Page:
Five States to Pilot Extended Learning Time For Students
Schools in Colorado, Massachusetts, New York and Tennessee will add 300 hours of instruction and enrichment programs to the academic year, using a combination of state and federal funds, the U.S. Department of Education has announced.
The pilot program is potentially “the kernels of a national movement,” Education Secretary Arne Duncan said earlier this week. “I’m convinced the kind of results we’ll see over the next couple of years I think will compel the country to act in a very different way.”
The National Center on Time & Learning has been tracking a steady increase in public schools that have extended learning time. For more, check out the center’s report on Mapping the Field. You can also search the center’s database to determine how many hours and days students in your area are spending in school, and which campuses are providing extra learning opportunities beyond the basics.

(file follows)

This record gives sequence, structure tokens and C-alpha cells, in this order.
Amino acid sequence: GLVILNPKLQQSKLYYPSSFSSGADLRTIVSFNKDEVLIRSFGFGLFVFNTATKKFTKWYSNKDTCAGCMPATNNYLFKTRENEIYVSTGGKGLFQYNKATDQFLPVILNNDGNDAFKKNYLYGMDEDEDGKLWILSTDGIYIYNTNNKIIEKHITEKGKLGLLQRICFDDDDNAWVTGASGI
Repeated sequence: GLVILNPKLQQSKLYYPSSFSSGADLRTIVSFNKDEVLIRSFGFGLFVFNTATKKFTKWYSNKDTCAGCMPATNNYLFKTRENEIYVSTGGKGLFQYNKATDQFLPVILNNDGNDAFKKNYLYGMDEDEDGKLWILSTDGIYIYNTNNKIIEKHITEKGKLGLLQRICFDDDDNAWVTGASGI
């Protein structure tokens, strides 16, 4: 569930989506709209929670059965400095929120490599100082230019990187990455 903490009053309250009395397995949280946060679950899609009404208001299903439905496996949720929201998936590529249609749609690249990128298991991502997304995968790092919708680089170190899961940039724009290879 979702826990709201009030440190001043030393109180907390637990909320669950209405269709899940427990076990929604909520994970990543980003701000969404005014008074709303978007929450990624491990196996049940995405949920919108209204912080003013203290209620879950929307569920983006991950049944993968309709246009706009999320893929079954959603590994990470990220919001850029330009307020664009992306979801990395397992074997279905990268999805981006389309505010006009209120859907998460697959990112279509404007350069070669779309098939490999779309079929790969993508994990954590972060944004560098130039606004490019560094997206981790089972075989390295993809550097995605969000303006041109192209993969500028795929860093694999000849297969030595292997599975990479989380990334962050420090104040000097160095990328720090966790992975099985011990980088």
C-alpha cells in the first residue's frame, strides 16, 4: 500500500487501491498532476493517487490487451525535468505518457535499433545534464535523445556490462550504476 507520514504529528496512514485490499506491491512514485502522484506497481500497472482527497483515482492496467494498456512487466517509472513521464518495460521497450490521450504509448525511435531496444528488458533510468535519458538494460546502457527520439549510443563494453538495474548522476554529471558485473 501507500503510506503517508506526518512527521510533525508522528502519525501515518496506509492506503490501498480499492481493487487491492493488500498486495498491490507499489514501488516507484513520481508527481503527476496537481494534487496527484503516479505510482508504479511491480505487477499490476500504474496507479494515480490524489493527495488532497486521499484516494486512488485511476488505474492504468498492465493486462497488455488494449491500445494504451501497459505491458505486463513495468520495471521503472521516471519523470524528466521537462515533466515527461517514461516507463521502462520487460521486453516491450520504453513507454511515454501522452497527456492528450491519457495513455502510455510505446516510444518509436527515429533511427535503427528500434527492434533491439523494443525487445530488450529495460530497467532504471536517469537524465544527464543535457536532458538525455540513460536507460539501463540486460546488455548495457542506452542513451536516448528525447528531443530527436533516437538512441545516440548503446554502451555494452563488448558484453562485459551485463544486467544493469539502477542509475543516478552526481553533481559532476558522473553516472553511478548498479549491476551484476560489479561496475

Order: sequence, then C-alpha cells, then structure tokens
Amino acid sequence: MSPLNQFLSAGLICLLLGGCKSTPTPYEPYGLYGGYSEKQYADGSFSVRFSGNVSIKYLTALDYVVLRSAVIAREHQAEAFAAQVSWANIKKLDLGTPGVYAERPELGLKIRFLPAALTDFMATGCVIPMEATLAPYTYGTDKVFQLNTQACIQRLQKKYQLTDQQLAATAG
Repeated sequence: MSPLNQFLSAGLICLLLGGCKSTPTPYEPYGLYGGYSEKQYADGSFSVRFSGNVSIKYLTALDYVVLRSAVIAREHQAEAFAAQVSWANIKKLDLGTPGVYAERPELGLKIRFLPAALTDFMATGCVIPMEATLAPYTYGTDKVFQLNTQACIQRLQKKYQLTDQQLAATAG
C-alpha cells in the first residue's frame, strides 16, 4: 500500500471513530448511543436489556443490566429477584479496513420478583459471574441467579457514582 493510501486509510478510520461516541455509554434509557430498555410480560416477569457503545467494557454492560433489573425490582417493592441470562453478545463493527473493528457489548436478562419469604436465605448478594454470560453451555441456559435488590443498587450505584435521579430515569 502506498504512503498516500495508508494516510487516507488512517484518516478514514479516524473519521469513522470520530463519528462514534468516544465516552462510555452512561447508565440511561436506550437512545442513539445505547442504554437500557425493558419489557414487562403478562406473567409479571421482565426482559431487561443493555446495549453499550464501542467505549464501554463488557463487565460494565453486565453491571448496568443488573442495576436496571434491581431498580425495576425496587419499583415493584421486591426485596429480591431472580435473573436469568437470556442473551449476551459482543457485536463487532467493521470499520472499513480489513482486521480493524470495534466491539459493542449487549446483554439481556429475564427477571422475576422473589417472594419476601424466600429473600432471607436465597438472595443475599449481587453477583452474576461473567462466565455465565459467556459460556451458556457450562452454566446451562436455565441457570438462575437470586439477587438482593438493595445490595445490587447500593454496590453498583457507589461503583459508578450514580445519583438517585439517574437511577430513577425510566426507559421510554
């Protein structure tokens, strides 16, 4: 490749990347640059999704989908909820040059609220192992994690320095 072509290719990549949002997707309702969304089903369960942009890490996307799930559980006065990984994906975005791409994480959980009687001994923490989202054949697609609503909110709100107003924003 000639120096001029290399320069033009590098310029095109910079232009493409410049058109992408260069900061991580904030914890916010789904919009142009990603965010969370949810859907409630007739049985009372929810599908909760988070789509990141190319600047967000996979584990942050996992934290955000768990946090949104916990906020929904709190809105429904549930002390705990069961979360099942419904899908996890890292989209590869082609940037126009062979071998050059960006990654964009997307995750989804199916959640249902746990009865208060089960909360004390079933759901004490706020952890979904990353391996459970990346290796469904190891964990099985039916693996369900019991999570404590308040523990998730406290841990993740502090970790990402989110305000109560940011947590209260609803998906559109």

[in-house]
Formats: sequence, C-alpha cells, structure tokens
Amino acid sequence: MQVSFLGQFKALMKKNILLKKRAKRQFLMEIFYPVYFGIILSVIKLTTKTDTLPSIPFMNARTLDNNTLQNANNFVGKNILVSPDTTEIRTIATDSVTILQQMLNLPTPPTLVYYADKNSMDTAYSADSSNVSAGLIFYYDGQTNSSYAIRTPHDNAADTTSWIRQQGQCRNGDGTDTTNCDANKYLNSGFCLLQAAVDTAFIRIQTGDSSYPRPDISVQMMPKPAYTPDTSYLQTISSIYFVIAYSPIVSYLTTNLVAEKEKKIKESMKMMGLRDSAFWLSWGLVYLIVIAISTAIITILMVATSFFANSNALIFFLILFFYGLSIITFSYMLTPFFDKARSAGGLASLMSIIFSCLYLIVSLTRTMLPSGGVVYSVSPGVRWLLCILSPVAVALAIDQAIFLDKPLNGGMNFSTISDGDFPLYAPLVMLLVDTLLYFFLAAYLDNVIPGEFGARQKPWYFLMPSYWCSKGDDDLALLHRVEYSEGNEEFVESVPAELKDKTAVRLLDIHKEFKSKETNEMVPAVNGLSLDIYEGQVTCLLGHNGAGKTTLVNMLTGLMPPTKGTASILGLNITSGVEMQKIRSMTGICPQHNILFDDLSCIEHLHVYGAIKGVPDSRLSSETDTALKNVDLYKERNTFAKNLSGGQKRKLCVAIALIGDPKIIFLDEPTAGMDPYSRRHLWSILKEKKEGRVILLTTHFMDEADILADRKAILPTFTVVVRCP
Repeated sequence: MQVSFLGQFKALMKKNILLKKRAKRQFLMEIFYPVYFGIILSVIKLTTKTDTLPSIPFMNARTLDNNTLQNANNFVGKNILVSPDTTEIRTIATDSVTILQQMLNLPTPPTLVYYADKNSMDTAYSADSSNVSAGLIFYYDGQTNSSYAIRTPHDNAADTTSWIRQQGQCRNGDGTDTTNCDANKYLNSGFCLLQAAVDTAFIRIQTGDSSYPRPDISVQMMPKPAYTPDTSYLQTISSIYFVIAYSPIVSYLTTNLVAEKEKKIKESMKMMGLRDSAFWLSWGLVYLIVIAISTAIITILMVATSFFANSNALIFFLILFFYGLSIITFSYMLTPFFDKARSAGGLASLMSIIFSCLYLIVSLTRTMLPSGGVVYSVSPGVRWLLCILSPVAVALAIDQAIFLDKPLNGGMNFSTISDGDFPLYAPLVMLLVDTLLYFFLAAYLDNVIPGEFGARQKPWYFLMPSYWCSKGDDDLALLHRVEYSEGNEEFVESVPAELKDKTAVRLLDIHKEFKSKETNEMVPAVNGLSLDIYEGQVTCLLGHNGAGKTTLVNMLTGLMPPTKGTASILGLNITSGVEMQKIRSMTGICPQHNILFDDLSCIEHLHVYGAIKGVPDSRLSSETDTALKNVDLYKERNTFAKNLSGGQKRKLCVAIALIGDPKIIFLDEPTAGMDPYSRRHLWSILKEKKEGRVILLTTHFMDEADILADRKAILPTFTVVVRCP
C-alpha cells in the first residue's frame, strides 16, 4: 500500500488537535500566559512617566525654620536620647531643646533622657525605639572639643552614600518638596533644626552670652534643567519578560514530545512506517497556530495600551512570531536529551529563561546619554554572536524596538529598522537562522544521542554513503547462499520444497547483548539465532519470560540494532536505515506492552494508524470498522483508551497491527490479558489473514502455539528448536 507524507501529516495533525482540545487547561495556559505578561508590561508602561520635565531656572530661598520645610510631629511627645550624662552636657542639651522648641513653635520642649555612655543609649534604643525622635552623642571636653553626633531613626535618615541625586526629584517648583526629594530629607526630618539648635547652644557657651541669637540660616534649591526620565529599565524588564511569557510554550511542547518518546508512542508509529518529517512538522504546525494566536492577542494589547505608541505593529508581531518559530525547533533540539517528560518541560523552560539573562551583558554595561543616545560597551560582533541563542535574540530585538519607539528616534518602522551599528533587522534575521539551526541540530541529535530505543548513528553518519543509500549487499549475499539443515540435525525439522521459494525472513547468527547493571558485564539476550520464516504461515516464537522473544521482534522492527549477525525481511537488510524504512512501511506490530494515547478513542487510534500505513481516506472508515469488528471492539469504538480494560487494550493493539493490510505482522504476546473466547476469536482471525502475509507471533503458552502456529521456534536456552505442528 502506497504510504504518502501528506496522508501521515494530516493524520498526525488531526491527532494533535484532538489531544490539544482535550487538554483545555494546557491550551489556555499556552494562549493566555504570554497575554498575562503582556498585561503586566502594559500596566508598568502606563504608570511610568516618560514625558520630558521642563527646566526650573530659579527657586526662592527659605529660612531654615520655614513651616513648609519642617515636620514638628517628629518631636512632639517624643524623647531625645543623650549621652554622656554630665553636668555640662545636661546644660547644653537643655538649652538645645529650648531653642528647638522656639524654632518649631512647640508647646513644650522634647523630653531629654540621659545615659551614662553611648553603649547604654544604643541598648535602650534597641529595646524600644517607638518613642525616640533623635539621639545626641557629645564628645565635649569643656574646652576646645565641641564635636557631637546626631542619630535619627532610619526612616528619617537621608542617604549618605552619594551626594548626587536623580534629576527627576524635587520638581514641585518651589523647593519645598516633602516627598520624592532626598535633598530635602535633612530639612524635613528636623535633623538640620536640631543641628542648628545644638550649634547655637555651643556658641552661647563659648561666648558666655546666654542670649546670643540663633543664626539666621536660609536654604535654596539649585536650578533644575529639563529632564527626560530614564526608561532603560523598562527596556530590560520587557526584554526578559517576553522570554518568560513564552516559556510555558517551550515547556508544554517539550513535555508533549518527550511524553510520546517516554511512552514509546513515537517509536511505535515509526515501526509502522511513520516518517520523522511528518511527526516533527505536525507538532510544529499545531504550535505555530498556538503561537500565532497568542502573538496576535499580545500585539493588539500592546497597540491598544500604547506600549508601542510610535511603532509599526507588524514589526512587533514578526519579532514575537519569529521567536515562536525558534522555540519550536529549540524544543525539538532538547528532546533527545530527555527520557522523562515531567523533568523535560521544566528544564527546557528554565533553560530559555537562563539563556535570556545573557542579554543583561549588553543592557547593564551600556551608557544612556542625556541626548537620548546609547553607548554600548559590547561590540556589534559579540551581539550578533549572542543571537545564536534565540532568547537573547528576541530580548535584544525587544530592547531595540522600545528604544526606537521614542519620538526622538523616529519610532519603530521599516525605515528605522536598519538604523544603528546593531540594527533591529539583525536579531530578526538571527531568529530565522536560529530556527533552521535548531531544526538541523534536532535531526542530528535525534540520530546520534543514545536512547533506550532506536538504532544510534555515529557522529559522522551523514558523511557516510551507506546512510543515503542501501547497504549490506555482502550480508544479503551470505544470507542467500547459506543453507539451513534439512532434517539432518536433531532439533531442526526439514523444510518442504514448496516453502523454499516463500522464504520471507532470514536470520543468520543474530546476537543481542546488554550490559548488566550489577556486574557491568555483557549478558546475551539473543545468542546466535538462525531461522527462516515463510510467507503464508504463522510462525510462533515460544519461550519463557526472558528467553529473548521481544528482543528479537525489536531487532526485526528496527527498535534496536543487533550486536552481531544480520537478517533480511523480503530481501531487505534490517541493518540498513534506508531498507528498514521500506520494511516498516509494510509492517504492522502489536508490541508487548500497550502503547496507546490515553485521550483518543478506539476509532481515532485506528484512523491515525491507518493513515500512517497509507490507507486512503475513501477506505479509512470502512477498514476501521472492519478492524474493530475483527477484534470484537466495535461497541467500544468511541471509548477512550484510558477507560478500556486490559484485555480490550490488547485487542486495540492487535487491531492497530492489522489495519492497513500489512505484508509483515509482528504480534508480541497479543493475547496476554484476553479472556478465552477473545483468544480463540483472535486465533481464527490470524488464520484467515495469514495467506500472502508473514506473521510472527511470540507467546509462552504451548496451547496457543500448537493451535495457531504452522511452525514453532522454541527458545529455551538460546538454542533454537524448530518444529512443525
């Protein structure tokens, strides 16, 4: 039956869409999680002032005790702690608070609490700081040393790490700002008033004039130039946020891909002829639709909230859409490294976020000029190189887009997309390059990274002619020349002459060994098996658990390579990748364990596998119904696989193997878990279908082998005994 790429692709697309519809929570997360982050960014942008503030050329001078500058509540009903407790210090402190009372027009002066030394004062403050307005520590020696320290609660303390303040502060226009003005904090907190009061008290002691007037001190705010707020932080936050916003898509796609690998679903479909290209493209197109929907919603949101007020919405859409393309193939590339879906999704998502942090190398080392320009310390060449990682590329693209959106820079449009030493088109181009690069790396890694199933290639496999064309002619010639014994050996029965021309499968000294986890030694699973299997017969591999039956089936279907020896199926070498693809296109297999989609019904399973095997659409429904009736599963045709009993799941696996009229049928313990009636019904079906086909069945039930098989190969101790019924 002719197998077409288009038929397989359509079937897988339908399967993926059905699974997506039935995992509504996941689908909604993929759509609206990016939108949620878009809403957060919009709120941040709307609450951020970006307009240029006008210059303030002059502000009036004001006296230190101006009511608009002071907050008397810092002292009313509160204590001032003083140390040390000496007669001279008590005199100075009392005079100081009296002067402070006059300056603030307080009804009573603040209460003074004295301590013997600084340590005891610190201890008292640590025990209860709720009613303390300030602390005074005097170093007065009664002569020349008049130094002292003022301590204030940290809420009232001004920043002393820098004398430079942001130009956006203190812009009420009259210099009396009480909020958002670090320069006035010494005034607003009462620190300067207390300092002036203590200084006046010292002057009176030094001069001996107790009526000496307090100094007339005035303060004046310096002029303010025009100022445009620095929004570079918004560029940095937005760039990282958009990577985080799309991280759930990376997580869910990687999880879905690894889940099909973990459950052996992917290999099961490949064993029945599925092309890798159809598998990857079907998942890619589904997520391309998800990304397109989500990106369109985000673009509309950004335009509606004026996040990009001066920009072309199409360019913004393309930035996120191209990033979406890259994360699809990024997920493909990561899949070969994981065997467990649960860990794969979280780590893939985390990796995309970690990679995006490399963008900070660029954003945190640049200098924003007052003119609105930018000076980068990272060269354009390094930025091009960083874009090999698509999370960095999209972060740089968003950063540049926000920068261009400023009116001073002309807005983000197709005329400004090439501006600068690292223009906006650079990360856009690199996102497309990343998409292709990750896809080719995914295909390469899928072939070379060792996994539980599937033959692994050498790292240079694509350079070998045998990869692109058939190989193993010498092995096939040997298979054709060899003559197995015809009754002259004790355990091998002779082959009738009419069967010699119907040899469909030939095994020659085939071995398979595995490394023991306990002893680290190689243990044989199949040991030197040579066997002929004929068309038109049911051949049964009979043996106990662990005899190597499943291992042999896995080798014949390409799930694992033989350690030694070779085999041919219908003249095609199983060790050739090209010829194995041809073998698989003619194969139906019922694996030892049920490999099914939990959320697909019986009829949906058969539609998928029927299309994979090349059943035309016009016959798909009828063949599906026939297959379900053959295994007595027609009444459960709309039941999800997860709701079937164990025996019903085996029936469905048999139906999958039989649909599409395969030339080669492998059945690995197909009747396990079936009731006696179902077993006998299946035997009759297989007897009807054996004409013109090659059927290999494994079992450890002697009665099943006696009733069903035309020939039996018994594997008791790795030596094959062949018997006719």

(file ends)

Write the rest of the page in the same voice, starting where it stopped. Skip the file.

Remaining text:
Earlier this summer I wrote about whether more time in school meant more learning. You can read that post here. I’ve also written about the role community organizations — like The After School Corporation — play in helping schools extend learning time. The Wallace Foundation has done extensive research on extended learning, and you can find their latest reports here.